It is with huge dismay that I have just read the refugee services team at the Mangere Resettlement Centre is being disbanded and the services contracted out to the private sector. My experience at Mangere was life-changing for me and woke me up to the huge challenges refugees face and how their fate is so reliant on the mercy of others. The Mangere team were fantastic – they had an in-depth understanding of the cultural, social and economic issues facing refugees as they started life in a new country. It involved a number of groups all working together to help the refugees adjust to a new home. This is the worst possible decision and will result a huge loss of institutional knowledge and the destruction of a dedicated and compassionate team. Below is the blog I wrote of my experience at the time – humans beings should not be reduced to cost centres!
For the last six weeks, I have been working on a project for Immigration New Zealand putting together an event to mark World Refugee Day on June 20th. This has involved reading many stories by former refugees of how they came to be refugees and what that life entailed. The stories had a common thread; no-one chooses to be a refugee and everyone longs go home. But for most, it is impossible. War, famine, crime, and corruption have driven them out and a refugee camp is their only hope. And often, only the very lucky have made it that far, with many falling on the road. I didn’t read one story where I wasn’t crying by the end. A twist of fate, and a life is overturned. It takes courage to leave your home, even when there is no alternative, and it takes luck and resilience to reach safety. Millions languish in refugees camps throughout the world, and all they want is a chance to start living their lives.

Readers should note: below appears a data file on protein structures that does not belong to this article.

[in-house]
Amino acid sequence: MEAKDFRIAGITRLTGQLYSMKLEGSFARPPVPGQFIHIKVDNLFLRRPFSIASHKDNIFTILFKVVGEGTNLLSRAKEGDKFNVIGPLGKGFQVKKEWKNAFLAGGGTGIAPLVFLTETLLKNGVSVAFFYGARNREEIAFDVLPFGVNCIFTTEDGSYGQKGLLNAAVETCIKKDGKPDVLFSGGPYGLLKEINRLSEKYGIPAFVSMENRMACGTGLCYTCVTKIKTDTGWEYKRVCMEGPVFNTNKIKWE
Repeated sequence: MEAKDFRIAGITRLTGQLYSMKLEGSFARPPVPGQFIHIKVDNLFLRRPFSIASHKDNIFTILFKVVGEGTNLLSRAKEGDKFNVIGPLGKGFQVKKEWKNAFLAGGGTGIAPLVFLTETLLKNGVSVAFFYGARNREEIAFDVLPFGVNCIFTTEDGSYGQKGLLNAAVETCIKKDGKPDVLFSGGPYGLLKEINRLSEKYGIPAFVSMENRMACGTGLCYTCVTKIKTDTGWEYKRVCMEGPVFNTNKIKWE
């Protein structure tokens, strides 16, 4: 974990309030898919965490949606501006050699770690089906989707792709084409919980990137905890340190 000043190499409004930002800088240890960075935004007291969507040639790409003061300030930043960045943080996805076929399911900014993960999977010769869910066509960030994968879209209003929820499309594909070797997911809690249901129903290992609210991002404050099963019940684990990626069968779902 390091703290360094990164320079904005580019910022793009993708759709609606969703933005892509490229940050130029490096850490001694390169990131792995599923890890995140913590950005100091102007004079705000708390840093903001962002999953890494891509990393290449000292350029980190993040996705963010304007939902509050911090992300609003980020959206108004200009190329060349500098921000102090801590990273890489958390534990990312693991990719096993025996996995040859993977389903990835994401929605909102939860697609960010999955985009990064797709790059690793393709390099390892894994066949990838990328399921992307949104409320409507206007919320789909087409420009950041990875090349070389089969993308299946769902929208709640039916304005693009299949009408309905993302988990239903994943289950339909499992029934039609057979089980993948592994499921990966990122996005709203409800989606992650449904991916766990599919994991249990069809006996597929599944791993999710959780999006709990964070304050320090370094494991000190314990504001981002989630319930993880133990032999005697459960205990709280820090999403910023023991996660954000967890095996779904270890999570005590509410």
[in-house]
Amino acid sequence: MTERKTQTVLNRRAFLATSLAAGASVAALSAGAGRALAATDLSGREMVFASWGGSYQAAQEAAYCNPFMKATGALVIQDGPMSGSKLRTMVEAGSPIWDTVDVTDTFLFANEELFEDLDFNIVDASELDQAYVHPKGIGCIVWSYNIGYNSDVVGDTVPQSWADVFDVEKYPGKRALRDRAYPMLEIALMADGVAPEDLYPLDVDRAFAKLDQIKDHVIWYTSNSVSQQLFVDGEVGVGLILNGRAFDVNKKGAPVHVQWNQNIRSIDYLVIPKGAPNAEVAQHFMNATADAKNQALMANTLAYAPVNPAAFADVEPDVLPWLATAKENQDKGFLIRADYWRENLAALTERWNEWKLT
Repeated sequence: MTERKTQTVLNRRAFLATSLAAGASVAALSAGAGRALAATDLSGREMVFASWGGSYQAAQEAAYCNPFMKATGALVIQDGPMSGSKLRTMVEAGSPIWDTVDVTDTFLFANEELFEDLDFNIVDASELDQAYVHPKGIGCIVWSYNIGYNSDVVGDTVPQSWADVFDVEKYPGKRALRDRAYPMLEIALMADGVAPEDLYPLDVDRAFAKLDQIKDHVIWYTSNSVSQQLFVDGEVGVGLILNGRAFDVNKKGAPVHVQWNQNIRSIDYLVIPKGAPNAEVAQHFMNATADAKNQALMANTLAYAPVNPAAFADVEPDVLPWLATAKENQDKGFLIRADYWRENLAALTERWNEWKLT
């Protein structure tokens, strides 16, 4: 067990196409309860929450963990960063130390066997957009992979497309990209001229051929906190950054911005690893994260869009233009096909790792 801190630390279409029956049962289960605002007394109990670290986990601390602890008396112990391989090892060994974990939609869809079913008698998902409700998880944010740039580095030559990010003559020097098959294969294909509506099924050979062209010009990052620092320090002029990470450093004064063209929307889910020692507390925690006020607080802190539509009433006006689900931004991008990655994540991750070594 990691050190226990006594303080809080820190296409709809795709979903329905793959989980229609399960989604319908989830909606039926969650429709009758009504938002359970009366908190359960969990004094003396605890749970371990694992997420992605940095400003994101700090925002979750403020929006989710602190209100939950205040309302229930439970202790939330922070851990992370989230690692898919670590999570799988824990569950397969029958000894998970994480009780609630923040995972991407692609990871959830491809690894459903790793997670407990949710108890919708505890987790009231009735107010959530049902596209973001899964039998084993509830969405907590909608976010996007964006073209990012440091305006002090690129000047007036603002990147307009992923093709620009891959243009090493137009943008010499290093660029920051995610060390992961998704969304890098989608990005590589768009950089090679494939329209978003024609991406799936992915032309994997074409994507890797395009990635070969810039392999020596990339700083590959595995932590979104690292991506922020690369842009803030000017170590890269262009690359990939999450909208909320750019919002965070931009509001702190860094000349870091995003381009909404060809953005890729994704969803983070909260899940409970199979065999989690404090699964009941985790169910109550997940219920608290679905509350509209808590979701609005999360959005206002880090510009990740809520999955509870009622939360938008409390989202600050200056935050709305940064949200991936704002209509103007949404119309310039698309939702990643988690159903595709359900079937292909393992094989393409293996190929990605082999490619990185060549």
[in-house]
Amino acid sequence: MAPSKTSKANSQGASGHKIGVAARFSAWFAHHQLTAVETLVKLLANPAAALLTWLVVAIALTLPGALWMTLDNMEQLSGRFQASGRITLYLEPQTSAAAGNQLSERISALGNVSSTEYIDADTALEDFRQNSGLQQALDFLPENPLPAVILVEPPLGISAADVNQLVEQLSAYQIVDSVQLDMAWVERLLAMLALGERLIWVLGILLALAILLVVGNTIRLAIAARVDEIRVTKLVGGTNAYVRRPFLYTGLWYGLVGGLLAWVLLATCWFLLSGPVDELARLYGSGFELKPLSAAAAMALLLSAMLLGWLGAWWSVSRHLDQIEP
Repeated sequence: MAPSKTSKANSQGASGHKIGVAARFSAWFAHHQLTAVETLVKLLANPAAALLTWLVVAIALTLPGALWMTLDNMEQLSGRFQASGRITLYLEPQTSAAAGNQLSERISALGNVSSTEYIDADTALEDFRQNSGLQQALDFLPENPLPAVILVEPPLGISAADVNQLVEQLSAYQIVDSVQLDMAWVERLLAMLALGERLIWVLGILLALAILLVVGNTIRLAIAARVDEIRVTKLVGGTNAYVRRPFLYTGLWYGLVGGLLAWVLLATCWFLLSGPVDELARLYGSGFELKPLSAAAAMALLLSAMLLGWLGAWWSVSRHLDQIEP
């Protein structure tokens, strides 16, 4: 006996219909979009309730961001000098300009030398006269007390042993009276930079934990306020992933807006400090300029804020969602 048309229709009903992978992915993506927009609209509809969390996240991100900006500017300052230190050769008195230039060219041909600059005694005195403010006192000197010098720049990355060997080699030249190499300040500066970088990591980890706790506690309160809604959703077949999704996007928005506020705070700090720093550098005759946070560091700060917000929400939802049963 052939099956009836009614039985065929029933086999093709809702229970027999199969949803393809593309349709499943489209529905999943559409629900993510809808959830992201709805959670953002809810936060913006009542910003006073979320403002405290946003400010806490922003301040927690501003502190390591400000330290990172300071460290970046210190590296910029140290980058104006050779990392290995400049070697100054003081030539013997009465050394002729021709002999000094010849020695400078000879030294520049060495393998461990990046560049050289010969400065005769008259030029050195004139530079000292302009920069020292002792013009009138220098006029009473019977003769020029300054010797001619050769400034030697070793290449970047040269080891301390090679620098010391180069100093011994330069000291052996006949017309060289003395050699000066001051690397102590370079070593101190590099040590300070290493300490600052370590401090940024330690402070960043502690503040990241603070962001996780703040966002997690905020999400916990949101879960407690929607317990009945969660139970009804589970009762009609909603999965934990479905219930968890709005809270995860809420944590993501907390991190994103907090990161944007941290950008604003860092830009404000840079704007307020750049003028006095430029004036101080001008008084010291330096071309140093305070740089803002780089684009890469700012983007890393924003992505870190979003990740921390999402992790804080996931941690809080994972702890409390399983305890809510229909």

The United Nations High Commissioner for Refugees (UNHCR) cares for about 36.4 million people with about 10.4 million holding refugee status worldwide. Only about 1 per cent get resettled, with New Zealand taking a quote of 750 a year. It is even more disheartening to realise that it is simply man’s inhumanity to man that creates refugees. Persecution and war drive people to flee and to seek a decent life, and we should help them if we can with compassion and understanding. The UNHCR has an excellent site, so if you do nothing else, make the effort to read the stories and learn more about what it is to be a refugee. As Eli Wiesel wrote, the opposite of love is not hate, it is indifference.